Have it your way. (1973)
Burger King
24.
I can’t believe I ate the whole thing. (1966)
Alka-Seltzer
25.
Come alive! You’re in the Pepsi generation. (1964)
Pepsi
26.
The ultimate driving machine. (1975)
BMW
27.
The quicker picker-upper. (1991)
Bounty
28.
Look, Ma, no cavities! (1958)
Crest
29.
Pork. The other white meat. (1986)
National Pork Board
30.
Pardon me, do you have any Grey Poupon? (1980)
Grey Poupon
31.
Friends don’t let friends drive drunk. (1992)
U.S. Dept. of Transportation
32.
Have a coke and smile. (1979)
Coca-Cola
33.
I love New York. (1977)
NY State Dept. of Econ. Development
34.
Betcha can’t eat just one. (1981)
Lay’s Potato Chips
35.
Think outside the bun. (1998)
Taco Bell
36.
The mind is a terrible thing to waste. (1972)
United Negro College Fund
37.
It keeps going, and going, and going… (1989)
Energizer Batteries
38.
Hey, Mikey…he likes it! (1972)
Life Cereal
39.
This is your brain. This is your brain on drugs. Any questions? (1987)
Partnership for a Drug-Free America
40.
They’re gr-r-r-eat! (1950s)
Kellogg’s Frosted Flakes
41.
The happiest place on earth. (1960s)
Disneyland
42.
Beef. It’s what’s for dinner. (late 1980s)
National Cattlemen’s Beef Assn.
43.
With a name like Smucker’s, it has to be good. (1962)
Smucker’s
44.
Nothing comes between me and my Calvins. (1979)
Calvin Klein Jeans
45.
Is it live or is it Memorex? (1970s)
Memorex
46.
Because I’m worth it. (1967)
L’Oréal
47.
The few, the proud, the Marines. (1991)
U.S. Marines
48.
Our repairmen are the loneliest guys in town. (1967)
Maytag Appliances
49.
Put a tiger in your tank. (1964)
Esso (Exxon)
50.
You quiero Taco Bell. (mid-1990s)
Taco Bell
51.
How do you spell relief? R-O-L-A-I-D-S. (1970s)
Rolaids
52.
This Bud’s for you. (1970s)
Budweiser
53.
When EF Hutton talks, people listen. (mid-1980s)
EF Hutton
54.
It’s everywhere you want to be. (1988)
VISA
55.
I’ve fallen and I can’t get up. (1990)
LifeCall
56.
We make the money the old-fashioned way—we earn it. (1980s)
Smith Barney
57.
Intel Inside. (early 1990s)
Intel
58.
Don’t get mad. Get GLAD. (early 1980s)
GLAD
59.
Like a rock. (1990)
Chevy Trucks
60.
It takes a tough man to make a tender chicken. (1972)
Perdue Chicken
61.
We will sell no wine before its time. (1970s)
Paul Masson
62.
Fly the friendly skies. (1966)
United Airlines
63.
Lifts and separates. (1960s)
Playtex Cross-Your-Heart Bra
64.
Thank you for your support. (1985)
Bartles & Jaymes
65.
Try it, you’ll like it. (1970s)
Alka-Seltzer
66.
Think small. (1962)
Volkswagen
67.
We answer to a higher authority. (1975)
Hebrew National
68.
Get a piece of the rock. (1970s)
Prudential
69.
The world’s favourite airline. (1983)
British Airways
70.
Nothing runs like a Deere. (1972)
John Deere
71.
Leave the driving to us. (1950s)
Greyhound
72.
The world’s online marketplace. (late 1990s)
eBay
73.
Quality is job one. (1979)
Ford
74.
Drivers wanted. (1995)
Volkswagen
75.
Think outside the box. (1990s)
Apple Computer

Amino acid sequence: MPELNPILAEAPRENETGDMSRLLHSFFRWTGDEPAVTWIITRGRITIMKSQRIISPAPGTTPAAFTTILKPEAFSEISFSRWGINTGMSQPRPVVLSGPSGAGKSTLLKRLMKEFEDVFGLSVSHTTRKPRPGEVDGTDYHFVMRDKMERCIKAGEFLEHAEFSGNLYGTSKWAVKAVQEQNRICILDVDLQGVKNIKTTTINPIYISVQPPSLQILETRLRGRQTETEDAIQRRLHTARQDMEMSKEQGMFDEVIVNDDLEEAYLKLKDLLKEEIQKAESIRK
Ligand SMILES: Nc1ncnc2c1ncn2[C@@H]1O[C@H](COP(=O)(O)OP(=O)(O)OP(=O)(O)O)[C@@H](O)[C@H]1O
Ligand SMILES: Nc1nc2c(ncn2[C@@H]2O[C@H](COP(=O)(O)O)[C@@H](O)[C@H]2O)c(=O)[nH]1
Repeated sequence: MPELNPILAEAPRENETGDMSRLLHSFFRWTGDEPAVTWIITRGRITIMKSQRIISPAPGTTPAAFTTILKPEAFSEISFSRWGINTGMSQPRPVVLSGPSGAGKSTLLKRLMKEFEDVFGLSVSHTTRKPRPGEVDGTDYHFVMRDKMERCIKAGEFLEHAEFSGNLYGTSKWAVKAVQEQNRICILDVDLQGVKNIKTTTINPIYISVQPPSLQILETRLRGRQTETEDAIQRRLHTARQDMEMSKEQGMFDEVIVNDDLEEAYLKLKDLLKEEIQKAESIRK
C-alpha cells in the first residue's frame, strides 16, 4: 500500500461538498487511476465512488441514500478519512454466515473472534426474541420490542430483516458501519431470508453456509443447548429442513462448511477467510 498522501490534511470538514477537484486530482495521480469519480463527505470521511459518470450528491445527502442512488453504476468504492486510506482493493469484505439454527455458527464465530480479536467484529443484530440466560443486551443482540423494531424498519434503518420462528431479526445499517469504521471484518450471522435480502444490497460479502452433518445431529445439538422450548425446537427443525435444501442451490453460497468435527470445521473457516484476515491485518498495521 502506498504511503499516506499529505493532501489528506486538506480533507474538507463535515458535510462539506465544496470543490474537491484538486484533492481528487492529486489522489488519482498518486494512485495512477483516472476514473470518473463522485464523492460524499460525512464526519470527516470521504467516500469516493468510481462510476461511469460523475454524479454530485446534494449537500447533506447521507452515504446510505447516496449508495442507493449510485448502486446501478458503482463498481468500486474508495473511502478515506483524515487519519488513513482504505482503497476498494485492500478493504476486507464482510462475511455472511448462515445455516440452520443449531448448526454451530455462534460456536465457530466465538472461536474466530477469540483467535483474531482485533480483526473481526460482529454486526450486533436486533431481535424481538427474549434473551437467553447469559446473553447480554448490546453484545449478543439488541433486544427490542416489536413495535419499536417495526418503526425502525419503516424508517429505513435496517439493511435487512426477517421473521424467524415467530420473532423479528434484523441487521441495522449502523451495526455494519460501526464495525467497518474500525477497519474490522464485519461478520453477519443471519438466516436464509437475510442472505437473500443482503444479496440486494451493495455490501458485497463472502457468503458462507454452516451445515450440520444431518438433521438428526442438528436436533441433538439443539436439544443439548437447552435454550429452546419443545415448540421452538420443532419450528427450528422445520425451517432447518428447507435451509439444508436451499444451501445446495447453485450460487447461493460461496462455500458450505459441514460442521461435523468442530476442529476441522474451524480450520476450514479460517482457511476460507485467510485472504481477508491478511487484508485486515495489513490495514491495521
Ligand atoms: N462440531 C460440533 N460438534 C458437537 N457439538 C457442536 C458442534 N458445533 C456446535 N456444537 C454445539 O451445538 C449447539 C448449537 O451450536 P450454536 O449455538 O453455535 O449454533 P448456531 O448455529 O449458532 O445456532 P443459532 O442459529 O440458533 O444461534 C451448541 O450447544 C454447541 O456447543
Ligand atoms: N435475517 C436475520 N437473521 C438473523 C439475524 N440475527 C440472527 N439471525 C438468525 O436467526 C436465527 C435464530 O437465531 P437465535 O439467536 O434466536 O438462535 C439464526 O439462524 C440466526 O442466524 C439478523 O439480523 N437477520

76.
Bayer works wonders. (1960s)
Bayer Aspirin
77.
The relentless pursuit of perfection. (1990s)
Lexus
78.
The king of beers. (1950s)
Budweiser
79.
Hertz puts you in the driver’s seat. (1961)
Hertz
80.
Cotton. The fabric of our lives. (1989)
Cotton Incorporated
81.
I want my Maypo. (1956)
Maypo
82.
RAID kills bugs dead. (1966)
RAID
83.
Fosters—Australian for beer. (1990s)
Fosters Australian Beer
84.
Catch our smile. (1970s)
Pacific Southwest Airlines (PSA)
85.
Pepperidge Farm remembers. (1970s)
Pepperidge Farm
86.
Solutions for a small planet. (mid-1990s)
IBM
87.
For those who think young. (1961)
Pepsi
88.
My wife, I think I’ll keep her. (1971)
Geritol
89.
Never let ‘em see you sweat. (1980s)
Gillette
90.
I’d rather fight than switch. (1960s)
Tareyton Cigarettes
91.
For fast, fast, fast relief. (1950s)
Anacin
92.
A silly millimeter longer. (1970s)
Chesterfield Cigarettes
93.
Take it all off. (1960s)
Noxzema
94.
The spirit of ’76. (1960s)
Unocal
95.
It’s not a job. It’s an adventure. (1980s)
U.S. Navy
96.
Did somebody say McDonald’s? (1997)
McDonald’s
97.
Ring around the collar. (1968)
Wisk Laundry Detergent
98.
It’s not your father’s Oldsmobile… (1980s)
Oldsmobile
99.
The toughest job you’ll ever love. (1970s)
U.S. Peace Corps
100.
Share moments. Share life. (1990s)
Kodak

Honorable Mention

It’s not just for breakfast anymore. (1980s)
Florida Orange Juice Growers Assn.
I liked it so much I bought the company. (1978)
Remington
Sorry, Charlie. Starkist wants tuna that tastes good, not tuna with good taste. (1961)
Starkist Tuna

Celebrated Taglines Prior to 1948

Only you can prevent forest fires. (U.S. Forest Service)
1944
The beer that made Milwaukee famous. (Schlitz Beer)
1940
Look sharp, feel sharp. (Gillette)
1940s
Better living through chemistry. (DuPont)
1939
The breakfast of champions. (Wheaties)
1935
The pause that refreshes. (Coca-Cola)
1929
When you care enough to send the very best (Hallmark)
1934
Good to the last drop. (Maxwell House)
1926
Ask the man who owns one. (Packard)
1925
Always a bridesmaid, but never a bride. (Listerine)
1923
I’d walk a mile for a Camel. (Camel Cigarettes)
1921
Say it with flowers. (FTD)
1917
When it rains, it pours. (Morton Salt)
1911
The champagne of bottled beer. (Miller High Life)
1906
America’s most famous dessert (Jell-O)
1902
His master’s voice. (Victor Talking Machine Company)
1899
57 varieties. (H.J. Heinz Co.)
1896
All the news that’s fit to print. (New York Times)
1896
99.44% pure (Ivory Soap)
1882
The 30 Most Influential Jingles Since 1948

1.
My bologna has a first name, it’s O-S-C-A-R. (1960s) Oscar Mayer
2.
Plop plop, fizz fizz, oh what a relief it is. (1970s) Alka-Seltzer
3.
Like a good neighbor, State Farm is there. (1971) State Farm Insurance
4.
Double your pleasure, double your fun. (1959) Wrigley’s Doublemint Gum
5.
Be all that you can be. (1981) U.S. Army
6.
For all you do, this Bud’s for you. (1970s) Budweiser
7.
A little dab’ll do ya. (1950s) Brylcreem
8.
It’s the real thing. (1970) Coca-Cola
9.
Ace is the place with the helpful hardware man. (1970s) Ace Hardware